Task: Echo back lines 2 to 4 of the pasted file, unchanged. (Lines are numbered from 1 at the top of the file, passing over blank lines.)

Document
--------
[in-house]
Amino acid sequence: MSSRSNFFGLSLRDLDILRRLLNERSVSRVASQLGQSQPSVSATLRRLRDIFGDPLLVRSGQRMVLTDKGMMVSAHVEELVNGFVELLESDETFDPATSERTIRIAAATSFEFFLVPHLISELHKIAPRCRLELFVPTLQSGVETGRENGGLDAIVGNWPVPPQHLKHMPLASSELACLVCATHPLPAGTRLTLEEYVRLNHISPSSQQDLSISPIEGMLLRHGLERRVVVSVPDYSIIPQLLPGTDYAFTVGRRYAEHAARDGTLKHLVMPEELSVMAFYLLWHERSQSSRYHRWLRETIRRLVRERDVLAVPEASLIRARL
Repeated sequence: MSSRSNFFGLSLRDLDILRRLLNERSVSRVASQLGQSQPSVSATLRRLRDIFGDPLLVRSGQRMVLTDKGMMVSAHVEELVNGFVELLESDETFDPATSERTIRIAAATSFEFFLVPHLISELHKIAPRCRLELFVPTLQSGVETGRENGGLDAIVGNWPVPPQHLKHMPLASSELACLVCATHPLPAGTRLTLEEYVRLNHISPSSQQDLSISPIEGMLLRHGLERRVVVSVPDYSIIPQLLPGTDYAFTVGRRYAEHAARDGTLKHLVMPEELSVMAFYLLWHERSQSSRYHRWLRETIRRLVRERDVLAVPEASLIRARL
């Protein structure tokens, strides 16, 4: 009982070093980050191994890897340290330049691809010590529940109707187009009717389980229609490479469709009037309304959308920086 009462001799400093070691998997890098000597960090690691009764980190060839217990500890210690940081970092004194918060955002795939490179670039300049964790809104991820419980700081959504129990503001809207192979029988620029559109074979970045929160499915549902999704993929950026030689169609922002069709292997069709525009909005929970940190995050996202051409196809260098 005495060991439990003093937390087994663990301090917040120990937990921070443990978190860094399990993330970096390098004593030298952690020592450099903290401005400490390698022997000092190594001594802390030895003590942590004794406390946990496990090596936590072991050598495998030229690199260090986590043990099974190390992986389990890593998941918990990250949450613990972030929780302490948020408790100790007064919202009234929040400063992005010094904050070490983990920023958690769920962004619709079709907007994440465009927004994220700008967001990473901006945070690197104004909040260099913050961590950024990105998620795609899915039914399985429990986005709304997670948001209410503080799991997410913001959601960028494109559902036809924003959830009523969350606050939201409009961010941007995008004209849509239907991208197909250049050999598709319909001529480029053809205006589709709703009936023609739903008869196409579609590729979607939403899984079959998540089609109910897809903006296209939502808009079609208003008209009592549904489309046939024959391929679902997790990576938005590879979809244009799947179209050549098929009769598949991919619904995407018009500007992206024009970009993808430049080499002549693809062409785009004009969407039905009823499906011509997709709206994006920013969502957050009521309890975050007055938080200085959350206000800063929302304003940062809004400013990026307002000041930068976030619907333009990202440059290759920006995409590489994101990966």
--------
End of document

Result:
Amino acid sequence: MSSRSNFFGLSLRDLDILRRLLNERSVSRVASQLGQSQPSVSATLRRLRDIFGDPLLVRSGQRMVLTDKGMMVSAHVEELVNGFVELLESDETFDPATSERTIRIAAATSFEFFLVPHLISELHKIAPRCRLELFVPTLQSGVETGRENGGLDAIVGNWPVPPQHLKHMPLASSELACLVCATHPLPAGTRLTLEEYVRLNHISPSSQQDLSISPIEGMLLRHGLERRVVVSVPDYSIIPQLLPGTDYAFTVGRRYAEHAARDGTLKHLVMPEELSVMAFYLLWHERSQSSRYHRWLRETIRRLVRERDVLAVPEASLIRARL
Repeated sequence: MSSRSNFFGLSLRDLDILRRLLNERSVSRVASQLGQSQPSVSATLRRLRDIFGDPLLVRSGQRMVLTDKGMMVSAHVEELVNGFVELLESDETFDPATSERTIRIAAATSFEFFLVPHLISELHKIAPRCRLELFVPTLQSGVETGRENGGLDAIVGNWPVPPQHLKHMPLASSELACLVCATHPLPAGTRLTLEEYVRLNHISPSSQQDLSISPIEGMLLRHGLERRVVVSVPDYSIIPQLLPGTDYAFTVGRRYAEHAARDGTLKHLVMPEELSVMAFYLLWHERSQSSRYHRWLRETIRRLVRERDVLAVPEASLIRARL
């Protein structure tokens, strides 16, 4: 009982070093980050191994890897340290330049691809010590529940109707187009009717389980229609490479469709009037309304959308920086 009462001799400093070691998997890098000597960090690691009764980190060839217990500890210690940081970092004194918060955002795939490179670039300049964790809104991820419980700081959504129990503001809207192979029988620029559109074979970045929160499915549902999704993929950026030689169609922002069709292997069709525009909005929970940190995050996202051409196809260098 005495060991439990003093937390087994663990301090917040120990937990921070443990978190860094399990993330970096390098004593030298952690020592450099903290401005400490390698022997000092190594001594802390030895003590942590004794406390946990496990090596936590072991050598495998030229690199260090986590043990099974190390992986389990890593998941918990990250949450613990972030929780302490948020408790100790007064919202009234929040400063992005010094904050070490983990920023958690769920962004619709079709907007994440465009927004994220700008967001990473901006945070690197104004909040260099913050961590950024990105998620795609899915039914399985429990986005709304997670948001209410503080799991997410913001959601960028494109559902036809924003959830009523969350606050939201409009961010941007995008004209849509239907991208197909250049050999598709319909001529480029053809205006589709709703009936023609739903008869196409579609590729979607939403899984079959998540089609109910897809903006296209939502808009079609208003008209009592549904489309046939024959391929679902997790990576938005590879979809244009799947179209050549098929009769598949991919619904995407018009500007992206024009970009993808430049080499002549693809062409785009004009969407039905009823499906011509997709709206994006920013969502957050009521309890975050007055938080200085959350206000800063929302304003940062809004400013990026307002000041930068976030619907333009990202440059290759920006995409590489994101990966």